SPAIN - Industry
Minister of Industry, Trade, and Tourism, Spain
Reyes Maroto was born in Medina del Campo in 1973 and has a degree in Economics from the University of Valladolid as well as a Masters in Finance and Economics from C.E.M.F.I. Throughout her professional career, she has held numerous positions including secretary of sustainable development of PSOE-M and was responsible for the area of economy, sustainability and welfare at the IDEAS Foundation between 2011 and 2013. She has been the Minister for industry, commerce and tourism since the 6th of June 2018.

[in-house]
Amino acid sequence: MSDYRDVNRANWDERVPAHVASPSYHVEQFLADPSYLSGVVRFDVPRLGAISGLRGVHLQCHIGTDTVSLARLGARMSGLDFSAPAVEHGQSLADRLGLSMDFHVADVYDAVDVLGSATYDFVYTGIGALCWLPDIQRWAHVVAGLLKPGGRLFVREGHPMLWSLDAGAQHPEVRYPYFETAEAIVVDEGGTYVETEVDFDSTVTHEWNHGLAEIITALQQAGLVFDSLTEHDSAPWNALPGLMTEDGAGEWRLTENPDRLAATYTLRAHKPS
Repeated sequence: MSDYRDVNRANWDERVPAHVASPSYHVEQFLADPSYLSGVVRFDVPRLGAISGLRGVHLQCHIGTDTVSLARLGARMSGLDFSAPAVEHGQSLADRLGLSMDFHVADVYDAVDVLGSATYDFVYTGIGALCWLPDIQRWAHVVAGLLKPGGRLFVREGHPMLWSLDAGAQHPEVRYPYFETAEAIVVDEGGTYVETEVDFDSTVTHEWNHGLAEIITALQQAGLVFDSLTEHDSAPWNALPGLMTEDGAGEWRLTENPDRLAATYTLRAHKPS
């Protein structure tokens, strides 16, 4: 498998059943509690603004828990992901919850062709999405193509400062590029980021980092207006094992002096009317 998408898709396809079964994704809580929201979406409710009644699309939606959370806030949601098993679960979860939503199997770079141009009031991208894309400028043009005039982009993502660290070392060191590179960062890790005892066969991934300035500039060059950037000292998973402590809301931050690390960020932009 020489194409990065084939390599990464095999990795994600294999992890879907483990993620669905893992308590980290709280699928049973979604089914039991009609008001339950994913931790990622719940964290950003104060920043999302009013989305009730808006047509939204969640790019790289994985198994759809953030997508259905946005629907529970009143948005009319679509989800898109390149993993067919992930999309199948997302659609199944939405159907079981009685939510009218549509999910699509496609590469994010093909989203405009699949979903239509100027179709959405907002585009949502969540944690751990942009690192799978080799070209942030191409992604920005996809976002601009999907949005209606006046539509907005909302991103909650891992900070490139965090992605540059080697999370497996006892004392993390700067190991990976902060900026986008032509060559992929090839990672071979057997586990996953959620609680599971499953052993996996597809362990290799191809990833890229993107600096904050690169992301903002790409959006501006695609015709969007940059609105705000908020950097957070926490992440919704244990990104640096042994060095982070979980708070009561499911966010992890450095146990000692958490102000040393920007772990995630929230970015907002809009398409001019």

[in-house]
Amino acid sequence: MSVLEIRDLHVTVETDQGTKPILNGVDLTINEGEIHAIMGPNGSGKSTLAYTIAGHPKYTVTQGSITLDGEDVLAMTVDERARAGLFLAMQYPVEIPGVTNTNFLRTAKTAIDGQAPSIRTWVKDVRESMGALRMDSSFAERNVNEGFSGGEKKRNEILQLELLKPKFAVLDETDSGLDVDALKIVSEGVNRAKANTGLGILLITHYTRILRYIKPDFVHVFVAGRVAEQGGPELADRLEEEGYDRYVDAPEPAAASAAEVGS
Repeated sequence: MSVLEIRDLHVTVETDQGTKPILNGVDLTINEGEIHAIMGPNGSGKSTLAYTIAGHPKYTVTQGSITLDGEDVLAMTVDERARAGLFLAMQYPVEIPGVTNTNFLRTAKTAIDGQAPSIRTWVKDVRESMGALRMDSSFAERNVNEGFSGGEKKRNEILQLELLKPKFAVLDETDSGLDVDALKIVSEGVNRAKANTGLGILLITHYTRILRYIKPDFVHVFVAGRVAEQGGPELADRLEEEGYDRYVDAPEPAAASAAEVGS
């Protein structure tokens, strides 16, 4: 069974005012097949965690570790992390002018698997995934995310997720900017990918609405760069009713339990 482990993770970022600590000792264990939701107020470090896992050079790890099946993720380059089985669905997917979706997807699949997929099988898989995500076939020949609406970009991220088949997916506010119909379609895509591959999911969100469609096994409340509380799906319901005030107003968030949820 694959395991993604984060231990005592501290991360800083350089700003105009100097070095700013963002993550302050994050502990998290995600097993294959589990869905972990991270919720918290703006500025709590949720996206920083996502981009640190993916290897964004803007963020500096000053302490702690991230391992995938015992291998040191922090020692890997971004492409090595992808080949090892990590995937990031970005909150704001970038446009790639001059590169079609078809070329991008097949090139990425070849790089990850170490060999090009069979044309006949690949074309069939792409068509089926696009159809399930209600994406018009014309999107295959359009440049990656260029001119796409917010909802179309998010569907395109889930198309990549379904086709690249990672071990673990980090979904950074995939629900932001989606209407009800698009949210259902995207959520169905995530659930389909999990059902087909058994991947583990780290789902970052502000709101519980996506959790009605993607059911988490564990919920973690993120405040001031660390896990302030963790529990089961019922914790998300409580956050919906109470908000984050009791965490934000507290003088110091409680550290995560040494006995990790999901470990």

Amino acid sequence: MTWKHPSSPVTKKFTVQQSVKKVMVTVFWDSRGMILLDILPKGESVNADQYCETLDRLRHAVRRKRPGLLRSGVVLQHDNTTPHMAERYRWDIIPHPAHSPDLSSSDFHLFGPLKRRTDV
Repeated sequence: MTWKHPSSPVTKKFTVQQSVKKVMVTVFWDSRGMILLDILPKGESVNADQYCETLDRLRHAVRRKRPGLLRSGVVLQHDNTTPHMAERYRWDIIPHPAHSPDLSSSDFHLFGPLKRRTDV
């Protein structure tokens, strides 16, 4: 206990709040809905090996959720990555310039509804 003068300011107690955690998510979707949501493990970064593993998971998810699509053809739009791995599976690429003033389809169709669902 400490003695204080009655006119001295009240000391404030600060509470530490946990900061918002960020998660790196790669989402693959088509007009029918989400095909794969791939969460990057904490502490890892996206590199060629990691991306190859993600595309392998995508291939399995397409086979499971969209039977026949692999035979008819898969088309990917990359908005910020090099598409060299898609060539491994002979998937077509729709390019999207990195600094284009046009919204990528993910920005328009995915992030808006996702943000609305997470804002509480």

The balance is quite positive, as President Pedro Sanchez has put industry at the forefront. My job has been to put the industry on the public agenda in order to talk about industry and the challenges that it is facing in this country. Today, it makes up 16.1% of our GDP. The seven year absence of a Ministry of Industry has meant Spain has lost an opportunity to make industry a national project. It is my job to fix this and to activate the industrial agenda in this country in order to overcome challenges such as Industry 4.0 and digitalization, which includes the development of blockchain and AI. In commerce, we have launched two important projects. One has to do with the approach of intrusion in trade. There is a lot of illegal trade on the internet, and it now represents a 9% loss in turnover in the Spanish commercial sector. This has been, and still is, a priority for the Spanish office of trademarks and patents. We have transposed the trademark law, we have created a discussion that we have called “Against the Intrusiveness in Trade” where different public administrations participate with the private sector. The second is Commerce 4.0. This represents a huge opportunity to modernize trade. It is important not to see digitalization as a threat. We created the Observatorio de Comercio 4.0 in October to start working on a private-public forum. This government has built bridges to talk to companies and sectors because to us it is the most efficient way to work. To know the concerns they have is fundamental in defining the country’s future project. I believe we have succeeded in that and we have defined what we call “La agenda del cambio,” which is an agenda for a Spain 2030 that is aligned with the objectives of sustainable development. Another priority is the ecological transition in the fight against climate change, which this government has also put on its agenda. The results from the macro point of view, such as the creation of employment, GDP growth, the competitiveness indicator, all show that we have maintained our commitment.